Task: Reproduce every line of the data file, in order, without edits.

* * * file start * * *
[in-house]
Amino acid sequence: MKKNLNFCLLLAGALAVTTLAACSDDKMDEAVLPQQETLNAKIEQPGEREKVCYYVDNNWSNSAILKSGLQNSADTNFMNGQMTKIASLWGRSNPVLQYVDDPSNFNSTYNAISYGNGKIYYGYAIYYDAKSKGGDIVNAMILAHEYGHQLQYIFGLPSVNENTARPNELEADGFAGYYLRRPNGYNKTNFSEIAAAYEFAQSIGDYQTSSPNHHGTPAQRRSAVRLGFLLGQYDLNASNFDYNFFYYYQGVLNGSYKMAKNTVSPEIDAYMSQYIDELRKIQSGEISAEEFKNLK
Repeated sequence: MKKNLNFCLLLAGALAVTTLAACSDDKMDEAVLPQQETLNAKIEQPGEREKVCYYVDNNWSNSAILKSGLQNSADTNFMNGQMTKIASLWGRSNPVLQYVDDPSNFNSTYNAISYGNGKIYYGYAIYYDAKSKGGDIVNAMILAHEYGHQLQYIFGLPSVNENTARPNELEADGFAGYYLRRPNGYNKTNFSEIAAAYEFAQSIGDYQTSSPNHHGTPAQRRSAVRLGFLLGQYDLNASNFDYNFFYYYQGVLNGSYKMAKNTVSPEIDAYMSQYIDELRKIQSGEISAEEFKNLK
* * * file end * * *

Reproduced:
[in-house]
Amino acid sequence: MKKNLNFCLLLAGALAVTTLAACSDDKMDEAVLPQQETLNAKIEQPGEREKVCYYVDNNWSNSAILKSGLQNSADTNFMNGQMTKIASLWGRSNPVLQYVDDPSNFNSTYNAISYGNGKIYYGYAIYYDAKSKGGDIVNAMILAHEYGHQLQYIFGLPSVNENTARPNELEADGFAGYYLRRPNGYNKTNFSEIAAAYEFAQSIGDYQTSSPNHHGTPAQRRSAVRLGFLLGQYDLNASNFDYNFFYYYQGVLNGSYKMAKNTVSPEIDAYMSQYIDELRKIQSGEISAEEFKNLK
Repeated sequence: MKKNLNFCLLLAGALAVTTLAACSDDKMDEAVLPQQETLNAKIEQPGEREKVCYYVDNNWSNSAILKSGLQNSADTNFMNGQMTKIASLWGRSNPVLQYVDDPSNFNSTYNAISYGNGKIYYGYAIYYDAKSKGGDIVNAMILAHEYGHQLQYIFGLPSVNENTARPNELEADGFAGYYLRRPNGYNKTNFSEIAAAYEFAQSIGDYQTSSPNHHGTPAQRRSAVRLGFLLGQYDLNASNFDYNFFYYYQGVLNGSYKMAKNTVSPEIDAYMSQYIDELRKIQSGEISAEEFKNLK